Who needs home runs when you have triples?


Who needs home runs when you have triples?

PHOENIX Barring a fairly seismic collapse andor an unanticipated power surge, the Giants are on the verge of accomplishing something unprecedented in the live-ball era.

They would become just the fifth team in the last 78 years to reach the postseason despite hitting the fewest home runs in the major leagues.

The 1987 St. Louis Cardinals were the last team to do it. Whitey Herzogs 82 Cardinals, too. Then you have the 1965 Los Angeles Dodgers and the 1959 White Sox.

And thats it. After the Go-Go Sox, you have to go back to the 1924 Washington Senators -- and thats when the ball was deader than dead.

So what makes these Giants unprecedented, you say? Well, those other four teams led their league in stolen bases. By a wide margin, too. The current Giants, by comparison, have stolen just six bases above the NL average.

The Giants do not have Vince Coleman, who swiped 109 bases in 87, or Lonnie Smith, who stole 68 in 82. They do not have Maury Wills, who led the majors with 94 steals while scratching out all the runs Koufax and Drysdale would need. Luis Aparicio also led the majors with 59 steals in 59, when he and Nellie Fox legged the Go-Go theme all the way from the South Side to the World Series.

So how are the Giants doing it with just 89 home runs? How are they scoring enough not only to support their pitchers, but to bail them out as their arms have softened up a bit in the second half?

Well, Ive got to give a lot of credit to the guys at the top of the order, said cleanup Buster Posey, who was too modest to mention that hes hitting nearly .400 since the All-Star break.

Angel Pagan and Marco Scutaro, since he came over here, have been huge, and you cant forget how (Gregor) Blanco and (Ryan) Theriot contributed, especially earlier in the season. And with Pagan, youre talking about a guy who set a triples record. Hes not just getting on base. Hes hitting the ball with authority. Hes in scoring position and were getting him in. That has something to do with it, I think.

After tying and passing Willie Mays on the last road trip, Pagans 13 triples stand as the most in the Giants San Francisco era. Its one more than the New York Yankees have hit as a team this season.

As you might suspect, the Giants 51 triples lead the major leagues. That partly explains how, despite their major league-low 89 home runs, have a respectable .392 slugging percentage just a shade below the .401 average for NL clubs.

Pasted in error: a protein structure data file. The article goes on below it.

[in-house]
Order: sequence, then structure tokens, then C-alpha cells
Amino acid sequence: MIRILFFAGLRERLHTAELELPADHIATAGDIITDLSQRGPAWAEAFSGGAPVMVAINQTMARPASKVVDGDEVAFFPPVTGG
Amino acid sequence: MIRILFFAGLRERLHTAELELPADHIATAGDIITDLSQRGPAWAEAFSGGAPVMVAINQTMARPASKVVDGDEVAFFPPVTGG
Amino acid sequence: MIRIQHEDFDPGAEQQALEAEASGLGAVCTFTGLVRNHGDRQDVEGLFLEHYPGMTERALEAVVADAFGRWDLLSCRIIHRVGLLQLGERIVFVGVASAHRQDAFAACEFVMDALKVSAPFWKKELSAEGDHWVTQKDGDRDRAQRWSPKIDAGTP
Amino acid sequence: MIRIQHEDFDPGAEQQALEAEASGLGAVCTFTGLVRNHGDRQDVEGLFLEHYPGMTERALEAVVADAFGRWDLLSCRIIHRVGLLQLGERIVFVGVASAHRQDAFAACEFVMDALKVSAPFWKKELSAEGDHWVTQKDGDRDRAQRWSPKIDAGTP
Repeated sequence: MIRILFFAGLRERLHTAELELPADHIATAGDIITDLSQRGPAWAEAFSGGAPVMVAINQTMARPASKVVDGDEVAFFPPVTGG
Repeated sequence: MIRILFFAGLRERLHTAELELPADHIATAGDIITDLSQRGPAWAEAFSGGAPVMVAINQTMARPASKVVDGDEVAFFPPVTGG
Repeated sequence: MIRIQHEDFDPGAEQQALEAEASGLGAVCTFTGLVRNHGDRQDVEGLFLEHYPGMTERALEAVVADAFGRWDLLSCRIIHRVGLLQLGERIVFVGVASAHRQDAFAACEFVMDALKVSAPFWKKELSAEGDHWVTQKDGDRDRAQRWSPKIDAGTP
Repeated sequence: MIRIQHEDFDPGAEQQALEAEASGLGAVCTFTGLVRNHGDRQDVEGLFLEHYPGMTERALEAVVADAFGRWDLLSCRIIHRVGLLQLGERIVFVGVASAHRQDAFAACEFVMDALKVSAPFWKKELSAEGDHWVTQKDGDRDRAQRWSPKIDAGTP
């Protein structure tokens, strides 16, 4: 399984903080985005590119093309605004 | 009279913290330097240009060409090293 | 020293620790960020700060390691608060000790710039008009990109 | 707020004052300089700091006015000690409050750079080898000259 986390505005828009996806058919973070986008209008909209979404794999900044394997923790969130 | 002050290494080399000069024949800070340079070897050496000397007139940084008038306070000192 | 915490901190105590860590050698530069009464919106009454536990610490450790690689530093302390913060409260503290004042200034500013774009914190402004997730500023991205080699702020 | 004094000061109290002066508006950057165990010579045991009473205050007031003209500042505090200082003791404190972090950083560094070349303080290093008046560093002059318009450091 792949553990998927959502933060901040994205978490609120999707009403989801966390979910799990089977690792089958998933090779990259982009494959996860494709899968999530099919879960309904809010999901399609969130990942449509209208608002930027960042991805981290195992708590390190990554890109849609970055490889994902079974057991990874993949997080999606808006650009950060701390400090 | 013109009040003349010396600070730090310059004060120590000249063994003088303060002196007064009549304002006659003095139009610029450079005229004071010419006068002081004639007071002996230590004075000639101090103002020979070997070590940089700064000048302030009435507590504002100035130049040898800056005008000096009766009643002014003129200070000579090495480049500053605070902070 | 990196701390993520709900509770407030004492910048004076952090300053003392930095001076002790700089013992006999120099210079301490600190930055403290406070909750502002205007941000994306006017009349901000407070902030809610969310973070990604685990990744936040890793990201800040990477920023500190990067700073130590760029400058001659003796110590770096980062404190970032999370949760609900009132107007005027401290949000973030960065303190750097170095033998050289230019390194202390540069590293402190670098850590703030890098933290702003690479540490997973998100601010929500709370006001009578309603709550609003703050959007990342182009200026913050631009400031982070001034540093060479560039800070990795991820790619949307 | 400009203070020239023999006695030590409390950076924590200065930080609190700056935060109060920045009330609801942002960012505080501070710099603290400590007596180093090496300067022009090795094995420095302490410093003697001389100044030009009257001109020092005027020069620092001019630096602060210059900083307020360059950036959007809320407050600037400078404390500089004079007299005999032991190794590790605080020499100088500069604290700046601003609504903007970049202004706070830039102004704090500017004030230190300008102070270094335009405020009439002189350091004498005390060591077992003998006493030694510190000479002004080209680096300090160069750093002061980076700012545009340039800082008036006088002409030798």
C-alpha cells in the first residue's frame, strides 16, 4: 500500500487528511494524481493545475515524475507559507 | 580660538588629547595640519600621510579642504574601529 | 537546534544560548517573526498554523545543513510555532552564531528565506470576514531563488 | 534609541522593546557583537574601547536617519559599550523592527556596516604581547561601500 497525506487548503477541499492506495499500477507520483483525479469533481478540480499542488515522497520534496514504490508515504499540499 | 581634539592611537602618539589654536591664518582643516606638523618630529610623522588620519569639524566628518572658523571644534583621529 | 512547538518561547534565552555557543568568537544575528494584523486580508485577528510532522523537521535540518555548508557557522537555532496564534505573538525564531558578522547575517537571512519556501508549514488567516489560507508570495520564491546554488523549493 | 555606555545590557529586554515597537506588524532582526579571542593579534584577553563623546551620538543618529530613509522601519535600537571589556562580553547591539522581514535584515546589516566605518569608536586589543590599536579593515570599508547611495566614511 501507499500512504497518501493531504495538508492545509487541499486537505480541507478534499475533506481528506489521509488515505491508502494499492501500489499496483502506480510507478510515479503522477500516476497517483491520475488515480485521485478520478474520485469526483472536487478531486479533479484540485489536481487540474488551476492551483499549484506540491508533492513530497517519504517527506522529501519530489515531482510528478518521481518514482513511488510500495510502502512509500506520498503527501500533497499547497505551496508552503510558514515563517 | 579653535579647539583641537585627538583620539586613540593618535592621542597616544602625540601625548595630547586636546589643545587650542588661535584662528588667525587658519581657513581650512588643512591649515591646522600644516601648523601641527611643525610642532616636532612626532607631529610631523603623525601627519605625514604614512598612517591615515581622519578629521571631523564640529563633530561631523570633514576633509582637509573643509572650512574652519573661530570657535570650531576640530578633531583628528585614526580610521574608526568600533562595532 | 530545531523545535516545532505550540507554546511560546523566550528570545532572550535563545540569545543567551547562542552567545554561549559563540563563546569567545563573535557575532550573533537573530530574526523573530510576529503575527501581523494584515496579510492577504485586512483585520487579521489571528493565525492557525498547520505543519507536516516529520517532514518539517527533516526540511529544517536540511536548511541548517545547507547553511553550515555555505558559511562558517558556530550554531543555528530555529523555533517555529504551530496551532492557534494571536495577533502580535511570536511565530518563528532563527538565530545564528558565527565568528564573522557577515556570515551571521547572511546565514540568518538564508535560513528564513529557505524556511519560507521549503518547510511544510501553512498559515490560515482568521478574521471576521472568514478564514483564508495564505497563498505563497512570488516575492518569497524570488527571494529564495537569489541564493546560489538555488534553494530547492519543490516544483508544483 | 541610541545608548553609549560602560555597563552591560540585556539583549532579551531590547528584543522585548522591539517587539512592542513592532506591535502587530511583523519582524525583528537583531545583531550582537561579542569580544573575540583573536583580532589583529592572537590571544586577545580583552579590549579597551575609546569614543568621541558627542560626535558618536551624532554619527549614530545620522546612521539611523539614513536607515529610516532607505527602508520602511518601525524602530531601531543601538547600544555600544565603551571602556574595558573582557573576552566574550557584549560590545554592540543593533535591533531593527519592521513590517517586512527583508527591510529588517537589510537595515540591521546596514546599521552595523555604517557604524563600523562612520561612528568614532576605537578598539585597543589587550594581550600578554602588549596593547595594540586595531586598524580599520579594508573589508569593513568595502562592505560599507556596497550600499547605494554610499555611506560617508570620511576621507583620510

But those home runs.oh, those home runs are nice, arent they?

The Giants, as mentioned, have hit just 89. The only other team with fewer than 100 home runs is the Dodgers, and theyve hit 99. So itll take some doing in these final 16 games for the Giants to avoid bringing up the rear in roundtrippers when the season ends.

That only tells part of the story, of course. The Giants arent so power-deprived on the road. Theyve hit 67 in grays -- more than the Dodgers, the Rockies and seven other major league clubs.

At home? Well, everyone knows that part by now. The Giants have hit just 22 home runs in 71 home games at AT&T Park, and if that sounds paltry well, it is. The Padres have hit the next fewest at home, with 42 homers at Petco Park almost doubling the Giants total.

More perspective on that: Detroits Miguel Cabrera has hit more home runs at Comerica Park (24) than the Giants have hit as a team at home. (And in case you were curious, those triples-averse Yankees lead the majors with 121 home runs in the Bronx.)

But heres the interesting part: The Giants have come to terms with this. Whereas past players (and some former coaches, too) grumbled over the 420-foot crown in right-center field, the heavy air and the breeze through the archways, this lineup has made its peace with China Basin.

Sure, its the ballpark, said Posey, who has hit six of his 22 home runs at AT&T Park. It is what it is. Your goal as a ballplayer, wherever you are, is to be consistent. Another goal is to control what you can control. Thats half the battle in this game.

The other half is waged from 60 feet, 6 inches. And on that front, Bochy likes what hes seen.

You look at the club and were more athletic, Bochy said. Were quicker. In 2010, sure, we hit more home runs. But this team can go first to third, first to home. And the other thing that needed to happen is were getting quality at-bats and executing. Its been our best year as far as getting guys over and getting them in. The timely hits in the second half, were getting them. Thats the only way its gonna work when you dont hit home runs.

They found a way to amplify those skills even after Aug. 15, when Melky Cabrera was suspended for a positive drug test. Cabrera was leading the majors in hits and runs at the time. He was the poster child for the Giants offensive philosophy. The poster came down, but the Giants found a way to wallpaper it over.

Ive never been on a team thats been through something like that, Posey told me. I didnt know what to expect, to tell you the truth. So I think everybody should be happy with how they handled it. I mean, really, what choice did we have?

There might be no better choice to hit cleanup on this team, as its constructed, than Posey. Hes not a masher in the typical mold of a No. 4 hitter. But home runs, strange as it sounds, have a way of stopping rallies. Posey is more likely to serve an RBI single to right field or line a double to the gap -- and keep the pitcher in the stretch, the better to wear him down a little further.

Were having lots of rallies, said No. 5 hitter Hunter Pence, who owns 34 RBIs on 38 hits. Crazy, crazy rallies.